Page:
2006_09_arts_neverswim.jpg“Never Swim Alone” is a swift, funny satire about two Alpha-males and their ruthless competition for the title of Top Dog. The play is structured as a surreal egotistic boxing match: Frank and Bill, two guys in dark suits and bad ties, square off in a 13 round Battle Royale of vicious undermining and one-upmanship.

It is at first unclear why these guys are at odds; they have so much in common that they often trade identical insults in unison. (Though this may sound irritating, the effect is downright mesmerizing.) Nor is it immediately clear what is at stake in their showdown; only a reference to being ‘the first man’ is mentioned.

There are other tantalizing mysteries: Their sparring is refereed by a seemingly anonymous woman in a one-piece bathing suit who blows a whistle to announce the rounds and declares a winner at the end of each one.

But as their cage match grows increasingly bitter, a tragic story emerges implicating all three characters. We learn that the woman’s role as referee is the result of a childhood swimming race between her, Frank and Bill. It was a playful competition with tragic consequences that gives the play its raw emotional core.

Playwright Daniel MacIvor’s most remarkable feat in “Never Swim Alone” is the way in which he unfolds this moving story outside the boundaries of typical naturalistic style. By the rules of his formally spare world, the declared winner of each round is entitled to a sort of verbal-victory lap, where he further cuts the loser down with such gems as, “Finishing second has its benefits, such as less income tax.”

Later, the house-proud Bill takes the audience on a tour of his McMansion that culminates in his “secret room”, which is vacant but for a window. Here he gazes out at the different kinds of soil, trees and roads while declaring everything he sees to be “mine, all mine.” To this Frank retorts, “I heard you rent.”

Especially funny is a nuanced (non-explicit) pissing contest, with an exaggerated competition to be the man who takes longest to un-spool his length of cable. (That round is declared a tie by the increasingly attentive Ref.)

The razor-sharp satire sometimes drops away to expose tender moments of longing for lost boyhood summers before they succumbed to the Darwinian business world. Finally the origin of Bill and Frank’s power struggle, on that summer day at the beach, is re-enacted with incantatory, climactic power.

It’s fascinating that although initially Frank and Bill seem nearly identical, by the end they are established as two distinct individuals. Perhaps this is because only one can win the race to be “the first man”; the results define each guy as either a winner or loser.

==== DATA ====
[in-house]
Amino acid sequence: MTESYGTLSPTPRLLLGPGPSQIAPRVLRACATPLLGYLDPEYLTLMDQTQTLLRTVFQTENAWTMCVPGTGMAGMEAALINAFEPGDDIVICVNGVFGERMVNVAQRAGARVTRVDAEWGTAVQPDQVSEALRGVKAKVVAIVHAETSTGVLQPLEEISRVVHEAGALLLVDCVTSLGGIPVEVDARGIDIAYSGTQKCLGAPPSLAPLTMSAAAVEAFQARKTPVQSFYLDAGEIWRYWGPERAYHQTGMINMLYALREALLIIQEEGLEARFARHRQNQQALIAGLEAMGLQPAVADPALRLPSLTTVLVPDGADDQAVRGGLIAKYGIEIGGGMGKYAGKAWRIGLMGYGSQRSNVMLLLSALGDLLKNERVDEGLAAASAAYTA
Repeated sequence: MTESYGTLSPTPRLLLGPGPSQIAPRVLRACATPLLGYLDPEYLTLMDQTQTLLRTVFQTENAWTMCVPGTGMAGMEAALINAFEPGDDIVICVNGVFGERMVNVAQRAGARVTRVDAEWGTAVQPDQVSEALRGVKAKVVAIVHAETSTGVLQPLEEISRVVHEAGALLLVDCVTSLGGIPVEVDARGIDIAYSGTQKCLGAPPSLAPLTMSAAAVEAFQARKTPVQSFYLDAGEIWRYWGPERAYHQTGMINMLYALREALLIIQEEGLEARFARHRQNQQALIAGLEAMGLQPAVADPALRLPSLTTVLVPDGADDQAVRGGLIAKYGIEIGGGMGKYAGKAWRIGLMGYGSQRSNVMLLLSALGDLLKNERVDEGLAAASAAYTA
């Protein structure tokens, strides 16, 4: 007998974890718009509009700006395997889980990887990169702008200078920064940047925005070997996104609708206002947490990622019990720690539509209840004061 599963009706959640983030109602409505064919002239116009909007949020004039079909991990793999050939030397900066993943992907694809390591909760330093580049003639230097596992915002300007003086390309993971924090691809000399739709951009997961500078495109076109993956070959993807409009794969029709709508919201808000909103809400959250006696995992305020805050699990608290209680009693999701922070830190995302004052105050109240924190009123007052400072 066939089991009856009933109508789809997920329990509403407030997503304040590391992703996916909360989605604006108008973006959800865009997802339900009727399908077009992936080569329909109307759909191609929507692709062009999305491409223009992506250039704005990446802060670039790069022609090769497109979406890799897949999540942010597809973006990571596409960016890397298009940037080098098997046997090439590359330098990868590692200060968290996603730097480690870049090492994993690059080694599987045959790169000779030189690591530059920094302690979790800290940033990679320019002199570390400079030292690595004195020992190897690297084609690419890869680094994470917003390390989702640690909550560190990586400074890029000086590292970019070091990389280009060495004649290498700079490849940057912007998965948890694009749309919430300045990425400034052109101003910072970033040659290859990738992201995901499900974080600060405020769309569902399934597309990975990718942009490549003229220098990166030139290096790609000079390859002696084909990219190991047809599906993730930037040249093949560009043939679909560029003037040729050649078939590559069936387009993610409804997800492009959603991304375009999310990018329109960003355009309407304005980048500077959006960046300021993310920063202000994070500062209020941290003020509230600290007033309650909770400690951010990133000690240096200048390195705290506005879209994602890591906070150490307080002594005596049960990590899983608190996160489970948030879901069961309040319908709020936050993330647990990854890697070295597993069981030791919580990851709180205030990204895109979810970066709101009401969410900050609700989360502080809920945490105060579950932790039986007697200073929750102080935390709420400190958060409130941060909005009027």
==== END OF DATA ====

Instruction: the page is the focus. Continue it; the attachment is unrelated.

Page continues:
It is mentioned early and often that while both men have briefcases, only one has a gun inside. What makes the play compelling, however, is not the threat of gunplay but its unflinching examination of status-hungry dudes and their passion for screwing the other guy - even when that guy is a boyhood friend. It figures that soon after they recite their boyhood oath of brotherhood (complete with complex secret handshake), the first man is strangling the second with his necktie.

After nearly throttling Bill to death, Frank concludes that “the first man is the man who is guiltless.” It becomes clear that this “guiltlessness” is the ultimate spoil of their bout; history is written by the victors.

Douglas Dickerman and John Maria are both pitch-perfect in their send-up of aggro, faux-chummy businessmen. Susan Louis O’Connor, as Referee, has a captivating presence that imbues the slightest glance with mysterious import. But the most palpable presence, though he remains off stage, is Daniel MacIvor, who The New York Times recently lauded as “vastly underrated and prolific” while marveling that a playwright of his caliber could still remain unknown. (Of course, his underground status was likely shattered with that morning’s edition.) But is it really any surprise by now that theater gets more exciting the further one strays from the Stem?

Remaining performances, which are part of the Fringe Encore series, are September 12th, 15th, 16th, 17th and 18th at The Lion Theater, tickets can be purchased at www.ticketcentral.com. Daniel MacIvor’s weblog is here: www.danielmacivor.com
Fringe Encore series: www.fringenyc-encoreseries.com